Refusing to get tangled in political wranglings, the musicians themselves are articulate and deeply serious about the project. Relations among the orchestra are good; "We are not showing one another our sharp edges," Ukrainian leader Ostap Manko explains, adding that while religion and politics do make it to dinner-table debates, mostly the talk is of music. Talented, and proud to be so, for these young players from the Ukraine, Moldova and Georgia relations with Europe are a matter of desperate practicality rather than symbolism; their position outside the EU currently denies them many opportunities for study and performance freely available to their Polish colleagues.
Off-duty snatches of music from practice rooms include everything from Bach to the James Bond theme, but rehearsals for Szymanowski's Violin Concerto No. 1 expose the players's innate emotional response to the orchestral repertoire - new to many who have trained purely as soloists. Carefully chosen by Kotla and Guest Conductor Neville Marriner, the programme includes Shostakovich's charged Symphony No. 5 and Tchaikovsky's Voyevoda - music that speaks of East European tradition but also of political struggle and oppression.
This month, the orchestra is touring Europe, and I, Culture's musical priorities will have the opportunity to speak for themselves to audiences in London, Madrid and Brussels. But whether or not they succeed in these competitive arenas, Kotla is philosophical about the scheme. "Musically and socially the students have already learned so many new things to take back to their countries. If we finished the project now - no tour, no recording, no concerts - this already would be an achievement."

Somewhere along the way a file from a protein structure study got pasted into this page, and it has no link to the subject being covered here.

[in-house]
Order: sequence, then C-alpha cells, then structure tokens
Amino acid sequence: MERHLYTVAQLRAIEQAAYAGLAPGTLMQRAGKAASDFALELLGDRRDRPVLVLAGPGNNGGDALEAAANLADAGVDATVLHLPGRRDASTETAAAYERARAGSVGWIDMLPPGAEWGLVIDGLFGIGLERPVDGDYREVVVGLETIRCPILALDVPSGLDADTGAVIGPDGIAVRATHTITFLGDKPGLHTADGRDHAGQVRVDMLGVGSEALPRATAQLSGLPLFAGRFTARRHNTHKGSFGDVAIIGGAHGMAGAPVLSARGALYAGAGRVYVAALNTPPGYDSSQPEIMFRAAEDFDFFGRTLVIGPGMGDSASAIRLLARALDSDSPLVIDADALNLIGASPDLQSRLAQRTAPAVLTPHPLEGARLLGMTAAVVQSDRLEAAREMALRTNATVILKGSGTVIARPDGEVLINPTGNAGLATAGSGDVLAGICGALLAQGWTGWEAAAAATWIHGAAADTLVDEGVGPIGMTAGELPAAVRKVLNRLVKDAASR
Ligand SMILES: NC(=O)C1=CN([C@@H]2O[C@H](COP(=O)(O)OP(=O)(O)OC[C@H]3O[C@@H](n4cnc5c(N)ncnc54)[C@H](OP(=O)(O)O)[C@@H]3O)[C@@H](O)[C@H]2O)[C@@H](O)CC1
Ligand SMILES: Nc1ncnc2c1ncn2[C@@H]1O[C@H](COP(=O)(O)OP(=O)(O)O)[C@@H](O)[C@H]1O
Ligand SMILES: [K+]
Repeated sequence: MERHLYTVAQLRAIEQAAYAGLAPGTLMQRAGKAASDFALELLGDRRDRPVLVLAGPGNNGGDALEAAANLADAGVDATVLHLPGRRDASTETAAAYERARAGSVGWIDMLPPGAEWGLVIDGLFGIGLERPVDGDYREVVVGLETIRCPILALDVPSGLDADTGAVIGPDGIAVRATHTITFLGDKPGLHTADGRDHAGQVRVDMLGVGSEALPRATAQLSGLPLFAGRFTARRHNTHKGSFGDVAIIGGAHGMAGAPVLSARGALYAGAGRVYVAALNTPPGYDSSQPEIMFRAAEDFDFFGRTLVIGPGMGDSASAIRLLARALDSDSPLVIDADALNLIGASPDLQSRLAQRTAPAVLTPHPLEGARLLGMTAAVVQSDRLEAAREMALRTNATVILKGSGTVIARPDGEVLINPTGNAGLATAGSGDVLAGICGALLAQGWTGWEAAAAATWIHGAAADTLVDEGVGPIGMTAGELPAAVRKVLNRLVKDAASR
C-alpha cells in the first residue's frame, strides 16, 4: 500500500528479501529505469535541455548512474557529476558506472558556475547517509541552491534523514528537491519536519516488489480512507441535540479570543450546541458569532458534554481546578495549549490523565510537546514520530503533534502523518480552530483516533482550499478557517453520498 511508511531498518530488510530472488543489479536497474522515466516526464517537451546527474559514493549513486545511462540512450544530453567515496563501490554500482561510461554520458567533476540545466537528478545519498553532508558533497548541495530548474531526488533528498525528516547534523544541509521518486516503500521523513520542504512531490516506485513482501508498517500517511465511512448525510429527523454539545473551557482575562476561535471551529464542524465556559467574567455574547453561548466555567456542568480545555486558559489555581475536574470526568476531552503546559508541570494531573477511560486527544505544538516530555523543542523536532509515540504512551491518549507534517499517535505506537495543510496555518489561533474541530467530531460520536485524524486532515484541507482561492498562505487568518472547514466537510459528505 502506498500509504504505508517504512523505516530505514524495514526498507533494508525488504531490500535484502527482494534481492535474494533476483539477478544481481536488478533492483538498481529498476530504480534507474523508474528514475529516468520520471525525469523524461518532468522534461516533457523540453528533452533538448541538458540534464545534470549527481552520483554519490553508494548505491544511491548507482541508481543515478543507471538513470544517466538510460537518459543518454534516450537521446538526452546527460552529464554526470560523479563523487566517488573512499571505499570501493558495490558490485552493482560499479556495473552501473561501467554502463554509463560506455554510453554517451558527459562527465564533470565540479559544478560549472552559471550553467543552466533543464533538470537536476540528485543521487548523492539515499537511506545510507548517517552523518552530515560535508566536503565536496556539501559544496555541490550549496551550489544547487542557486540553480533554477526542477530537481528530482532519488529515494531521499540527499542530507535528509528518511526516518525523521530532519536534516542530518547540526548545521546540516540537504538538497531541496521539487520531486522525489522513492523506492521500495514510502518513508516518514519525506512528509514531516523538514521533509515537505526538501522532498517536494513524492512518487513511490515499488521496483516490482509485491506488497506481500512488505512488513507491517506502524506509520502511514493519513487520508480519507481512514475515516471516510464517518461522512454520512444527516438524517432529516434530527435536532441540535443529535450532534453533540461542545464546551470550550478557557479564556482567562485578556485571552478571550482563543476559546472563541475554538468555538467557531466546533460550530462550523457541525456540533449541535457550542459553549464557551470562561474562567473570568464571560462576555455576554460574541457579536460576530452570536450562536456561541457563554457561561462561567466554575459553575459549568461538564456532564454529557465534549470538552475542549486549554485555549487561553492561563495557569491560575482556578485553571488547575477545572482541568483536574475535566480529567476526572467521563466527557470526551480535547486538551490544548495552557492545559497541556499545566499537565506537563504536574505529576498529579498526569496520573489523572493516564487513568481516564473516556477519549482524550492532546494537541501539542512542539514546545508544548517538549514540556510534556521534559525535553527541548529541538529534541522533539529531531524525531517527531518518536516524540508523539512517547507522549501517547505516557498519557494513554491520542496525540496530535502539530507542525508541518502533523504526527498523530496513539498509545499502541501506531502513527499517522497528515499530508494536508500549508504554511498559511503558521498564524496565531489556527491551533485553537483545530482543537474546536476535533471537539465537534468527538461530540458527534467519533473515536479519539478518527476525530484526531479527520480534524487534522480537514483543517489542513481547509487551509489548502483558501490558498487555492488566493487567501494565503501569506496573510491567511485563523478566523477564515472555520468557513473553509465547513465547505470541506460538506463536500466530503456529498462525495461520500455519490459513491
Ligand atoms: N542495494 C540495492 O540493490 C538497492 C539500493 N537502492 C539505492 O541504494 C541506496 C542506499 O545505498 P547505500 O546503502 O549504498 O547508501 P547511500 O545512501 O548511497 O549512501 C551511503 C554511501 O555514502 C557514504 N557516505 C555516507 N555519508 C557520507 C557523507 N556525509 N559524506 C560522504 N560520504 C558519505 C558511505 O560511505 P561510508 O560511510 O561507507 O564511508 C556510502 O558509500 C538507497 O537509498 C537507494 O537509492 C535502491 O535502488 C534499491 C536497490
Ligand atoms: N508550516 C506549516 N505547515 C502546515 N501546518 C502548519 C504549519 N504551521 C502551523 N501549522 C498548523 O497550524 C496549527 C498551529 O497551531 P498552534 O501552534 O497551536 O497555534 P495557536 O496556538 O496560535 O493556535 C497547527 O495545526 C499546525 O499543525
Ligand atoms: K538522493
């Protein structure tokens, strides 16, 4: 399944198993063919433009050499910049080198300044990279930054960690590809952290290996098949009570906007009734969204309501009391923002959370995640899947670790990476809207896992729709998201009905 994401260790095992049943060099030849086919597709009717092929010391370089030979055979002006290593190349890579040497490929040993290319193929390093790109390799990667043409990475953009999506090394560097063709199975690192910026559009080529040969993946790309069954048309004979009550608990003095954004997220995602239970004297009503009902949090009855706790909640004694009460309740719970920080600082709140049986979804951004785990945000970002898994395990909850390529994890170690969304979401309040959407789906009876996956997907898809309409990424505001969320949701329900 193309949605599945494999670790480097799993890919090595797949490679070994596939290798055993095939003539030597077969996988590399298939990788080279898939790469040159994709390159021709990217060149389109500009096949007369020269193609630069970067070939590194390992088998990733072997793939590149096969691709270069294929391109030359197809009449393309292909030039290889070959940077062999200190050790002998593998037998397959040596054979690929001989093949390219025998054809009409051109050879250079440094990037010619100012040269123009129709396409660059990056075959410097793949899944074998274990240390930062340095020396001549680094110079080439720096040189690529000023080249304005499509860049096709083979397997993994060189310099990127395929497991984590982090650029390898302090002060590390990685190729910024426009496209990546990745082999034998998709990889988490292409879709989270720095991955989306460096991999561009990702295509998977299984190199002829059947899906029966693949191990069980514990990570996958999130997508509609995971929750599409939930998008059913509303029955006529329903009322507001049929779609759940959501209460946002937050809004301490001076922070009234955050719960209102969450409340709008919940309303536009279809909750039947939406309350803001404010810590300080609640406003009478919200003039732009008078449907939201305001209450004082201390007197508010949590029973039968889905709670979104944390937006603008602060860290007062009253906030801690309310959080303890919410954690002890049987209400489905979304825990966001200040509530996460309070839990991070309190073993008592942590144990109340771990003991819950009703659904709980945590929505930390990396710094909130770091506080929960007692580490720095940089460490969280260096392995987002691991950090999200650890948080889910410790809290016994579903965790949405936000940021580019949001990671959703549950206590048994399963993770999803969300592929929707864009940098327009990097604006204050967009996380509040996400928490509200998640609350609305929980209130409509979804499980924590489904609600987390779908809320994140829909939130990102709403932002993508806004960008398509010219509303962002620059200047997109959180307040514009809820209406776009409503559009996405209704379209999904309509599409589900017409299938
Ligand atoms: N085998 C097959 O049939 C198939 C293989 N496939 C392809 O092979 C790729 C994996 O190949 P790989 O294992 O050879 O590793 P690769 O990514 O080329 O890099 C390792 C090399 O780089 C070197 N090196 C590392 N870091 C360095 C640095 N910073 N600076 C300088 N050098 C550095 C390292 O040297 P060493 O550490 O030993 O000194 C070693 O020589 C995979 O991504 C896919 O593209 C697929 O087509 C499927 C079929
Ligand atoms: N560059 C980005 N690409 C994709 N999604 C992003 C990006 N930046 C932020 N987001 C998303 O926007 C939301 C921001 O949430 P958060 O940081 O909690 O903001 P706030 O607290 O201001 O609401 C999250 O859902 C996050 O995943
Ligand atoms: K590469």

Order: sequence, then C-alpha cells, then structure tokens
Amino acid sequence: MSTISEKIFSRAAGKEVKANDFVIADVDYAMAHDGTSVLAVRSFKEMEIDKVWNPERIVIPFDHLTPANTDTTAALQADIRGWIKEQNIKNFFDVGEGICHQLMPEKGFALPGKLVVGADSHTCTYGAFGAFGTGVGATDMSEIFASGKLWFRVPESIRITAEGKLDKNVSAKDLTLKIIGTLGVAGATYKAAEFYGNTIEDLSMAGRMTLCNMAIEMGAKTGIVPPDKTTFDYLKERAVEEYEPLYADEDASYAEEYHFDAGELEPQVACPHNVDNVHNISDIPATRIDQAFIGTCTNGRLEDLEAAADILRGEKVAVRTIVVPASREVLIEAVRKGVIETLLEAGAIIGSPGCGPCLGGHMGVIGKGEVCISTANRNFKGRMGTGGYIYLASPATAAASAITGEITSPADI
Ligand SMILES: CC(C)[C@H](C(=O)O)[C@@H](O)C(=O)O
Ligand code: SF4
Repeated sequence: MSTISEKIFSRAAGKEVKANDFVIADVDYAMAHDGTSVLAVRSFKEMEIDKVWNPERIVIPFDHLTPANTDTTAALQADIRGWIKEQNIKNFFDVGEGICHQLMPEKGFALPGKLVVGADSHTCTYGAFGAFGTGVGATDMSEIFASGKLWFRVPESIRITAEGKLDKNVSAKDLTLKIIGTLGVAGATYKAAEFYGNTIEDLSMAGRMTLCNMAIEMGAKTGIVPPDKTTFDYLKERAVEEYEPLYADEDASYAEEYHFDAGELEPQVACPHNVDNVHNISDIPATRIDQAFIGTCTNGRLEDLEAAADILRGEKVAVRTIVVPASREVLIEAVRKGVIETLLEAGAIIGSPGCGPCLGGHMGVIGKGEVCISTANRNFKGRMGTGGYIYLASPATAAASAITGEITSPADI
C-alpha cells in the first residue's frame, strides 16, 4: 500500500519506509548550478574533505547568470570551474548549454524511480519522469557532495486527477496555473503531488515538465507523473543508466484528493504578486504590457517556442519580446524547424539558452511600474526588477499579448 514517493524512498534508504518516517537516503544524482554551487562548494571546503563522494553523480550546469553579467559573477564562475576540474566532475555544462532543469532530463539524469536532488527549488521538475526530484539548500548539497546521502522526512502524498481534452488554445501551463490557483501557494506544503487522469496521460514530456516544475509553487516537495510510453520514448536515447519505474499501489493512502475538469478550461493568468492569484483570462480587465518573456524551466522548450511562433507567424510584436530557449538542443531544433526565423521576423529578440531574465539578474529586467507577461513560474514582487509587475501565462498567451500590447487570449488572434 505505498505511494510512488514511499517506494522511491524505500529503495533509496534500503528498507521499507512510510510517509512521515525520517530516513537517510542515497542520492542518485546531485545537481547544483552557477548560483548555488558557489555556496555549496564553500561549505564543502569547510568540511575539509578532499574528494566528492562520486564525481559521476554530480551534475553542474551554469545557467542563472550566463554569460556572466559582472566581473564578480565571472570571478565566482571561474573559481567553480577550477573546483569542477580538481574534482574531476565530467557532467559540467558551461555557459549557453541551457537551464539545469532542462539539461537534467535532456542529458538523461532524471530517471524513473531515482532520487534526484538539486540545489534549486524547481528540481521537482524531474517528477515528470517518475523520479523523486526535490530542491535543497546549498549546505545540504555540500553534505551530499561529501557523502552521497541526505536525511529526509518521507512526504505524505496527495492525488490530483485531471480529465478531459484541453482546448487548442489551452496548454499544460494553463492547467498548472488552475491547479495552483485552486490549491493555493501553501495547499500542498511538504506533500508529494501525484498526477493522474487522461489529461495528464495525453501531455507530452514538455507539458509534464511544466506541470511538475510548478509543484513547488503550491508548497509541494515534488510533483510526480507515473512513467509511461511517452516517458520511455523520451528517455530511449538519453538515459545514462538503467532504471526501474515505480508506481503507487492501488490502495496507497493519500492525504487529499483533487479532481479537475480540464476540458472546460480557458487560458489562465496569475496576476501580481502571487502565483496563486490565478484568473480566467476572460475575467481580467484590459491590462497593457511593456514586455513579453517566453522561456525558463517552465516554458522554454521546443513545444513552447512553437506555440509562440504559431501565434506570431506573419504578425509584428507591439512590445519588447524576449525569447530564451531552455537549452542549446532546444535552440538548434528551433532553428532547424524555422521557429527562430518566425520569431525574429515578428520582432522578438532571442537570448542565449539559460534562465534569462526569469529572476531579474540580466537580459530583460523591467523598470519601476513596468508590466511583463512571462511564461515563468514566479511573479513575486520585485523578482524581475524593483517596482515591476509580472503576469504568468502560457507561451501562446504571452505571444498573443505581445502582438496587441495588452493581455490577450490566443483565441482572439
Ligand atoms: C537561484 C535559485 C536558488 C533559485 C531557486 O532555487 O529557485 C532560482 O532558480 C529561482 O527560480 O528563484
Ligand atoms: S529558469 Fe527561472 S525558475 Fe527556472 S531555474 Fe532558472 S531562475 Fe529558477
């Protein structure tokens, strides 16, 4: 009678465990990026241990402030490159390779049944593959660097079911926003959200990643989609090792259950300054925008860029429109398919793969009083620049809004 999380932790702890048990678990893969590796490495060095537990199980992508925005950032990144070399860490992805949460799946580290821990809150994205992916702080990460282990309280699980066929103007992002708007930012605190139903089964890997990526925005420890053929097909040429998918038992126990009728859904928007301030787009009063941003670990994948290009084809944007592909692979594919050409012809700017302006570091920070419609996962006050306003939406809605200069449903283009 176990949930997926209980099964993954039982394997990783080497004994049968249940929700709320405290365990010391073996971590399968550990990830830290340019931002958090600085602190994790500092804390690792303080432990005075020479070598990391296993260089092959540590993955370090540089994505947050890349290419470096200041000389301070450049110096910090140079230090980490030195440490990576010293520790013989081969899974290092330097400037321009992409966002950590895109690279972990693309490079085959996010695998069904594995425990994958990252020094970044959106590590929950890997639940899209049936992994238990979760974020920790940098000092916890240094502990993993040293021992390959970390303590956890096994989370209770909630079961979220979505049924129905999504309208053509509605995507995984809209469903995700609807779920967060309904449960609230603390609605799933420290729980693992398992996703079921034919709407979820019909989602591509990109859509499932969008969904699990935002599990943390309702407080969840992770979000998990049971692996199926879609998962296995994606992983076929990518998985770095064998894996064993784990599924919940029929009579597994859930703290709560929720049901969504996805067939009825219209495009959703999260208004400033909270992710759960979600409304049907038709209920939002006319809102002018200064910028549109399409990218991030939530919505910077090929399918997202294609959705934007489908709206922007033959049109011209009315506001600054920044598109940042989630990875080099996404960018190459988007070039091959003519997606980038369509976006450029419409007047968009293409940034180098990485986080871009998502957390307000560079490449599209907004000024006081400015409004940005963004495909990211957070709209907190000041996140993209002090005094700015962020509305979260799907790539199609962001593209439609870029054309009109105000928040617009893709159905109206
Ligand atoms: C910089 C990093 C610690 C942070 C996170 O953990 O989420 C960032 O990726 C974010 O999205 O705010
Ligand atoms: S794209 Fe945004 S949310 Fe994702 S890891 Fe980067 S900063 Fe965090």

Back in the shipyards, Gdansk's three stern crosses - a monument to the 1970 shootings, Poland's terrible first step to freedom - watch over the construction of the new European Centre for Solidarity. "We don't just want to remind and educate," explains Centre head Basil Kerski, "we want to strengthen public debate and a culture of democracy." In reaching out so determinedly to the East, I, Culture seems intent on doing likewise, extending the cultural conversation beyond the echo-chamber of the EU, and establishing a dialogue - however abstract - with its neighbours. It's a project still taking fragile steps, but one heading in a brave and necessary direction. "Sometimes," says Kotla, "we in the EU have to understand how things look from the other side, that you cannot just impose freedom. We need to build democracy from within, however slowly."
Alexandra Coghlan is classical music critic of the New Statesman